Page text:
Our COVID Future: The Long Crisis Scenarios

by , | May 22, 2020


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COVID-19 marks a turning point in the 21st century.​ Levels of uncertainty are off the chart, making predictions impossible. ​But if we can create plausible stories about different futures, we create a foundation for decision makers, campaigners, and communities to influence the process of change.​

Working in partnership with Local Trust, our new venture, The Long Crisis Network, has created scenarios that imagine what could happen, allowing us to explore what different pathways into the future could look like.​

We start with the nature of the risks we face in the long crisis of globalisation – a turbulent period in which risks proliferate across borders as rapidly as opportunities. We then explore the difference between high and low resilience systems, and what it takes to respond to a crisis when events are running out of control. 

The COVID-19 pandemic is the latest and greatest of a series of shocks to global systems. It has three layers – a public health emergency that will continue for two years or more, an economic disaster that will take at least five years to unfold, and a crisis of polarisation and insecurity that could take a generation to play out fully.

Drivers of Change

Two drivers will shape how societies respond to the emergency. Will a crisis force people to work together or will it divide them? And will the response be centralised or distributed? These drivers frame four scenarios:

1. In the Rise of the Oligarchs, the dark phoenix that emerges from COVID-19’s ashes is a government of the few. It’s polarised, xenophobic, and corrupt.

2. Big Mother sees government take charge. The response is ambitious but uninventive.

3. Fragile Resilient is a future where things fall apart – with chaos tempered by innovation.

4. Winning Ugly sees an uneven process of renewal. No obvious victory but a steady increase in a society’s ability to organise, learn, and adapt.

We compare these scenarios across four dimensions: who has power? What do they mean for prosperity? What impact do they have on people and places? And what are the pathways from one scenario to another?

Finally, we explore the implications of the scenarios for the way forward. How do we move from Them and Us to Larger Us thinking? What do we need to do now to promote positive outcomes in the short, medium, and longer term? Who are the actors in a Larger Us movement? And which strategies are mostly likely to be effective in the future described by each of the scenarios?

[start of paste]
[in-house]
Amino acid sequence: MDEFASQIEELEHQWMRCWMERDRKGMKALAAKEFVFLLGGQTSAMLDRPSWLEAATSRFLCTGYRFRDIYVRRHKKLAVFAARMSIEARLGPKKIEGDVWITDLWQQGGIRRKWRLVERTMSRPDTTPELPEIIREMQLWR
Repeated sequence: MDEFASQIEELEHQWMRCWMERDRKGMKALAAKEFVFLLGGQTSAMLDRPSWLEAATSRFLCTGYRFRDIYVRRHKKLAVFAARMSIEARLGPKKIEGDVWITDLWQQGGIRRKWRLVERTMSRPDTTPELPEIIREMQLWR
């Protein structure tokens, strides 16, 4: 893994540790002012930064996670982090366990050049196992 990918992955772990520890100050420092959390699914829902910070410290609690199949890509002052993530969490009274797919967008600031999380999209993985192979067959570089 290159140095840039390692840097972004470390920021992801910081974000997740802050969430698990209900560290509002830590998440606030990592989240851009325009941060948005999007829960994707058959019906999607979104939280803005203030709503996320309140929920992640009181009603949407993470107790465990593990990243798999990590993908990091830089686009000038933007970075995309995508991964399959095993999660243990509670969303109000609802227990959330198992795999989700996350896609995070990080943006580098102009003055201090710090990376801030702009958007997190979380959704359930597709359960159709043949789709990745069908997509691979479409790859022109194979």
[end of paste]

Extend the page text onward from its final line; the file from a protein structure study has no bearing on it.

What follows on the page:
The Scenarios

The unknowns on the public health, economic, and insecurity layers of the COVID-19 emergency are compounded by equally deep uncertainty about how we will react. ​

At all levels, we face choices between collective action and polarisation. ​Millions of lives, billions of people’s futures, and trillions of dollars depend on whether we act collectively in the face of crisis or instead polarise when under threat.​ The response can also be centralised or distributedIn the rapids, does the captain steer the ship alone or does she also empower everyone to row?​ Four scenarios reflect these choices.

Scenario 1 – Rise of the Oligarchs

Divided | Corrupt | Xenophobic

Like a dark phoenix from the ashes, the winner from COVID-19’s crises is a government of the few. It’s inequitable, illiberal, corrupt, opaque – and ineffective.

No-one thought that it would be this bad: the spread of the pandemic, the economic pain, or the damage to people’s lives. But through it all, the powerful – in politics, business, and the media – protect their own. 

People are angry, but also scared and compliant. Stranded between apathy and the latest conspiracy theory. Risk takerslive at the bottom, not the top of the pile.

International co-operation withers and geopolitical tensions proliferate. In a world of closed borders, racism and xenophobia flourish.

Scenario 2 – Big Mother

Statist | Ambitious | Uninventive

Government is BACK and it’s here to help